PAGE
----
It could have been me : Proximity motivates disaster giving . / Zagefka, Hanna.

In: International Journal of Nonprofit and Voluntary Sector Marketing, Vol. 23, No. 1, e1587, 02.2018, p. 1-6.

Research output: Contribution to journalArticlepeer-review

Published

Standard

It could have been me : Proximity motivates disaster giving . / Zagefka, Hanna.

In: International Journal of Nonprofit and Voluntary Sector Marketing, Vol. 23, No. 1, e1587, 02.2018, p. 1-6.

Research output: Contribution to journalArticlepeer-review

Harvard

Zagefka, H 2018, 'It could have been me: Proximity motivates disaster giving ', International Journal of Nonprofit and Voluntary Sector Marketing, vol. 23, no. 1, e1587, pp. 1-6. https://doi.org/10.1002/nvsm.1587

APA

Zagefka, H. (2018). It could have been me: Proximity motivates disaster giving . International Journal of Nonprofit and Voluntary Sector Marketing, 23(1), 1-6. [e1587]. https://doi.org/10.1002/nvsm.1587

Vancouver

Zagefka H. It could have been me: Proximity motivates disaster giving . International Journal of Nonprofit and Voluntary Sector Marketing. 2018 Feb;23(1):1-6. e1587. https://doi.org/10.1002/nvsm.1587

Author

Zagefka, Hanna. / It could have been me : Proximity motivates disaster giving . In: International Journal of Nonprofit and Voluntary Sector Marketing. 2018 ; Vol. 23, No. 1. pp. 1-6.

BibTeX

@article{849c5f1616ee46a291941b4740cf0268,
title = "It could have been me: Proximity motivates disaster giving ",
abstract = "Effects of physical proximity of potential donors to a disaster location were studied. Physical proximity increased counterfactual thoughts, that is, thoughts that the donors themselves might have suffered from the event if the circumstances had been a bit different. Counterfactuals, in turn, increased reported willingness to help the victims of the disaster. The same effects were found for hypothetical proximity, in the form of a desire to visit the impacted location before the disaster occurred. The pattern was consistent across five correlational and experimental studies, which focused on a range of real-life and fictitious disasters. The findings are important because they can explain why people and governments often dwell on relatively minor problems at home rather than thousands of people suffering and dying overseas. The findings also suggest an easy and cost-effective way of boosting donations to disaster victims.",
author = "Hanna Zagefka",
year = "2018",
month = feb,
doi = "10.1002/nvsm.1587",
language = "English",
volume = "23",
pages = "1--6",
journal = "International Journal of Nonprofit and Voluntary Sector Marketing",
number = "1",

}

RIS

TY - JOUR

T1 - It could have been me

T2 - Proximity motivates disaster giving

AU - Zagefka, Hanna

PY - 2018/2

Y1 - 2018/2

N2 - Effects of physical proximity of potential donors to a disaster location were studied. Physical proximity increased counterfactual thoughts, that is, thoughts that the donors themselves might have suffered from the event if the circumstances had been a bit different. Counterfactuals, in turn, increased reported willingness to help the victims of the disaster. The same effects were found for hypothetical proximity, in the form of a desire to visit the impacted location before the disaster occurred. The pattern was consistent across five correlational and experimental studies, which focused on a range of real-life and fictitious disasters. The findings are important because they can explain why people and governments often dwell on relatively minor problems at home rather than thousands of people suffering and dying overseas. The findings also suggest an easy and cost-effective way of boosting donations to disaster victims.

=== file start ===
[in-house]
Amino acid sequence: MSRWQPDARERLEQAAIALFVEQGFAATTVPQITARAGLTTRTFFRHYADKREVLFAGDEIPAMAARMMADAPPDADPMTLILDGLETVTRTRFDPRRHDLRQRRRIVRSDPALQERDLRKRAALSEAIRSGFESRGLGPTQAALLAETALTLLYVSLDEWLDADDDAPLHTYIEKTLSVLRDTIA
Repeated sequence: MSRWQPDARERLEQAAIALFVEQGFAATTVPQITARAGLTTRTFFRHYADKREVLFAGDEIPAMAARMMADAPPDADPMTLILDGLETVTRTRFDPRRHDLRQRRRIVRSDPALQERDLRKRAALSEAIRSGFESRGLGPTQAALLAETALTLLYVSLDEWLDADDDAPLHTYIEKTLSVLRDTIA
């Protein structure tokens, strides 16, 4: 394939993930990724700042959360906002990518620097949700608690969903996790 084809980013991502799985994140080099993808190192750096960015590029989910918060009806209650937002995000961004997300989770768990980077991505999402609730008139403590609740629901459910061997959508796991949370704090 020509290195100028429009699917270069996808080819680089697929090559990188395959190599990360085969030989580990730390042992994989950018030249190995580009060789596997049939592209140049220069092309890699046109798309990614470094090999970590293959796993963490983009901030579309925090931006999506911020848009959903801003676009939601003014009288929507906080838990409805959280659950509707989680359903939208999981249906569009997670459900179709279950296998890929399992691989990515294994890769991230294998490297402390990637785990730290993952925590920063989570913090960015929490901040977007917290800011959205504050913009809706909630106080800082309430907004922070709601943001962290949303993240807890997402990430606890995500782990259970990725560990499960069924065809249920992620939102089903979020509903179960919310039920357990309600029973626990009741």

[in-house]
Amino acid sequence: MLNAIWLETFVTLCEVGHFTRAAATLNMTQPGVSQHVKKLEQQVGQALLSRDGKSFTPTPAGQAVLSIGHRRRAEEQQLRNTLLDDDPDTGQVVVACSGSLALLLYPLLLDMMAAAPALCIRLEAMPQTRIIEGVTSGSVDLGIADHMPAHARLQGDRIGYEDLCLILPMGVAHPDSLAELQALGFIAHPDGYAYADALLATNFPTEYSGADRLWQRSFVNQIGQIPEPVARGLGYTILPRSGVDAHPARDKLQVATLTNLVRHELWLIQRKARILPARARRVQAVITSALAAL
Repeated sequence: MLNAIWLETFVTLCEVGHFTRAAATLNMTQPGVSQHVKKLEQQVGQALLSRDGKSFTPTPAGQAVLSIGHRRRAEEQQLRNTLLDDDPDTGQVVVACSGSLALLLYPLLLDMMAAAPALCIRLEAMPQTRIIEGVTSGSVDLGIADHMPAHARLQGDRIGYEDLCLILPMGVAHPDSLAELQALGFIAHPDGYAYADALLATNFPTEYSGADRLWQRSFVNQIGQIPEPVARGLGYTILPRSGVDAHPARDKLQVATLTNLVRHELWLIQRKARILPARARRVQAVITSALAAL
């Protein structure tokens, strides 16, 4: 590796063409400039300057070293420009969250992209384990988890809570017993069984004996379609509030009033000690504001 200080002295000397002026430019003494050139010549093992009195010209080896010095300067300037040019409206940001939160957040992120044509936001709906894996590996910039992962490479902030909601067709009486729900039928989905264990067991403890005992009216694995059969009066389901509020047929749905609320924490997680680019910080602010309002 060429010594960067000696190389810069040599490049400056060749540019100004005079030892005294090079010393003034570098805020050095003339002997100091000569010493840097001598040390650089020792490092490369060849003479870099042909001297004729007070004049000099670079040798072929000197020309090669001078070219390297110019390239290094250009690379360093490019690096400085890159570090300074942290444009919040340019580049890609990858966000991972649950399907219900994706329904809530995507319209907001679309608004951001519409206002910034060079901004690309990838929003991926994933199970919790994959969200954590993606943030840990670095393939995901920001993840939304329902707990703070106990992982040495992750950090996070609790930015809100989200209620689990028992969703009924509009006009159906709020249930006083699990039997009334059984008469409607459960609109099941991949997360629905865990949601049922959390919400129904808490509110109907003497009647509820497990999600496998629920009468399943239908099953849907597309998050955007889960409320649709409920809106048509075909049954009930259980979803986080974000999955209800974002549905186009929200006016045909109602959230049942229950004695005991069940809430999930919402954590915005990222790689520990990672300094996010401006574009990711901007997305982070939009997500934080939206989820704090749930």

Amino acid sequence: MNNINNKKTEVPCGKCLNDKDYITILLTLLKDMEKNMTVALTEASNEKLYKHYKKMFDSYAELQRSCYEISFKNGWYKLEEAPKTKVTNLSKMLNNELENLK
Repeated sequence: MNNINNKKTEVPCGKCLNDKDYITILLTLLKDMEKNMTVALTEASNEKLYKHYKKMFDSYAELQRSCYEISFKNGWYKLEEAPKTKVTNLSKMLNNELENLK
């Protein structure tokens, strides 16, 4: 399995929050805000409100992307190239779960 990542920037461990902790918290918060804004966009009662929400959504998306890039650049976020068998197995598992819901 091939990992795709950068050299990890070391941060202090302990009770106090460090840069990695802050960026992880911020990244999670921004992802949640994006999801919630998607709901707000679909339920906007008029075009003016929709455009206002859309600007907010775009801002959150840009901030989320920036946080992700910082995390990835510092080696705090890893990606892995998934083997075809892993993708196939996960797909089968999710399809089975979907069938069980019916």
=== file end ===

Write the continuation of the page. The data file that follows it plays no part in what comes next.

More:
AB - Effects of physical proximity of potential donors to a disaster location were studied. Physical proximity increased counterfactual thoughts, that is, thoughts that the donors themselves might have suffered from the event if the circumstances had been a bit different. Counterfactuals, in turn, increased reported willingness to help the victims of the disaster. The same effects were found for hypothetical proximity, in the form of a desire to visit the impacted location before the disaster occurred. The pattern was consistent across five correlational and experimental studies, which focused on a range of real-life and fictitious disasters. The findings are important because they can explain why people and governments often dwell on relatively minor problems at home rather than thousands of people suffering and dying overseas. The findings also suggest an easy and cost-effective way of boosting donations to disaster victims.

U2 - 10.1002/nvsm.1587

DO - 10.1002/nvsm.1587

M3 - Article

VL - 23

SP - 1

EP - 6

JO - International Journal of Nonprofit and Voluntary Sector Marketing

JF - International Journal of Nonprofit and Voluntary Sector Marketing

IS - 1

M1 - e1587

ER -